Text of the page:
Winter Running Rules

Cold weather is here so let’s review best practices when it comes to staying healthy and getting the most out of your winter running. Whether winter means frozen eyebrows or deciding between short sleeves and long sleeves, here is a list of ZAP winter running rules:

Winter Running Rule #1: The 50 Degree Rule

The most important thing you can do this winter to reduce your injury risk is to keep your legs warm. I know this isn’t a popular opinion, but grab a spoonful of sugar and take your medicine: if it’s below 50 degrees (10 Celsius) you should be covering your legs during your easy runs with long tights or pants.

Tyler and Matt wearing tights during winter running.

This is a no compromise rule for our ZAP Endurance team. Muscle and tendon strains are more common in the winter because cold temperatures make our muscles and tendons more rigid. When muscles and tendons are more rigid they are more susceptible to tears and strains. When muscles and tendons are shortened and our pace still demands the same range of motion, something has to give. As the weather grows colder that something is more and more likely to be your body.

This is why you’ll see sprinters warming up in pants when it’s 85 degrees out. They want their muscles and tendons to be as pliable as possible so they can move through their range of motion smoothly without strain. Easy distance running doesn’t require that level of pliability, but the point remains. Keep your legs warm to reduce injury risk.

Winter Running Rule #2: Warm-Up Before Your Run

Jump starting the warm-up process before you head out the door is helpful throughout the year, but particularly in the winter (see explanation of Rule #1). Incorporating some light activation exercises (such as clamshells, donkey toes, squats and lunges) will help activate your muscles to improve your mechanics. It will also improve blood flow so your muscles aren’t as stiff and rigid in the cold weather.

You can also jump on a foam roller before your run to wake up the legs and improve blood flow. Regardless, you should begin all your runs slowly to gradually increase the range of motion in your legs as your muscles and tendons warm up.

Winter Running Rule #3: Avoid Snow and Ice

For my friends that live in the northern tundra of the upper Midwest or Northeast you may scoff at the suggestion you could go the entire winter without running on snow or ice. That is my ideal suggestion. If there is snow or ice on the ground here in Blowing Rock the ZAP team is on the treadmill. Go ahead, call us soft, we can take it.

Tristin running on the treadmill as part of her winter running routine.

If you are going to run outside on snow and ice at least follow these rules: 1. Do not attempt to run fast workouts. 2. Make sure you have footwear with adequate traction.

Podiatrist Dr Robert Renaldi writes, “The most common winter running injuries are tendon and muscle tears caused by shivering, and metatarsal stress fractures, stress injury to the tibia, and Achilles tendon tendonitis, all a result of slipping on snow-packed roads.”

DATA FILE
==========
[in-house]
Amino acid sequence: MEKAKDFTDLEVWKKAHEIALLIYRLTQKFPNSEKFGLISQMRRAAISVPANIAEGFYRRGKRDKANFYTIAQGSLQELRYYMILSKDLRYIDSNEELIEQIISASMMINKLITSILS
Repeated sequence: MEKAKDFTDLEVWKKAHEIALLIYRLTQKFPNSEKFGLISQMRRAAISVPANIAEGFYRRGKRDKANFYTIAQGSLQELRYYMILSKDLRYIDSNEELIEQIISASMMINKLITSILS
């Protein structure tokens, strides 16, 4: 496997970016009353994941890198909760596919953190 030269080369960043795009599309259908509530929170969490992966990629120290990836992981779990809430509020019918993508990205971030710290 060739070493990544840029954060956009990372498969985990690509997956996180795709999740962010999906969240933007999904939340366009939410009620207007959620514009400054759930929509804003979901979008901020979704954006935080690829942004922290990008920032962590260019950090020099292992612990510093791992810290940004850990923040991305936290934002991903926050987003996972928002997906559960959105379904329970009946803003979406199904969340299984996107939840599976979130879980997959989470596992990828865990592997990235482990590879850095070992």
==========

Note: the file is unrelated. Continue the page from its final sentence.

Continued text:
I retract my comment about pants being the most important thing you can do to stay healthy this winter. Pants and avoiding slipping and sliding on ice and snow are both the most important things. In addition to the issues Dr. Renaldi points out, I’ve seen a host of hip flexor & hamstring strains due to slipping. And I’m not talking about slipping and falling. That is obviously a very real and different injury risk. These injuries are due to that little slide on every stride experienced in slippery conditions.

Winter Running Rule #4: Adjust Workout Expectations

The winter is typically a great time for base building so ideally this suggestion isn’t terribly pertinent. However, if you are doing faster workouts during the winter it’s important to understand faster running at or below freezing temperatures will be harder. The faster you’re trying to move the more this will be true. Between the extra layers and the cold temperatures shrinking your airways and shortening your muscles, you’ll run a little slower.

And that’s ok. The right effort is what will allow you to improve, so focus on that and you’ll be golden.

Winter Running Rule 5: Increase Vitamin D

Vitamin D plays a number of roles in the body, but the most prominent role is to help with the absorption of calcium. Most people know that we get Vitamin D from the sun, but that is only part of the story. We do get Vitamin D from the sun, but it’s only available in one particular wavelength of sunlight, UVB rays. UVB rays require a sun angle of 50 degrees above the horizon or more in order to penetrate Earth’s atmosphere.

This means Vitamin D is only available via sunlight during certain times of the year. For most of North America that window is mid-spring to early fall. Moreover, even in the time of year where it is available, the amount we can produce in our bodies from sunlight is limited. And that limit is not enough to meet our needs.

You can get Vitamin D through a variety of foods, which is always the preference above supplements. However, for many people supplementing vitamin D can help prevent fatigue and bone related injuries due to not properly absorbing calcium.

Popular or not, I promise I’m only trying to be helpful. Here’s to a winter full of healthy running!

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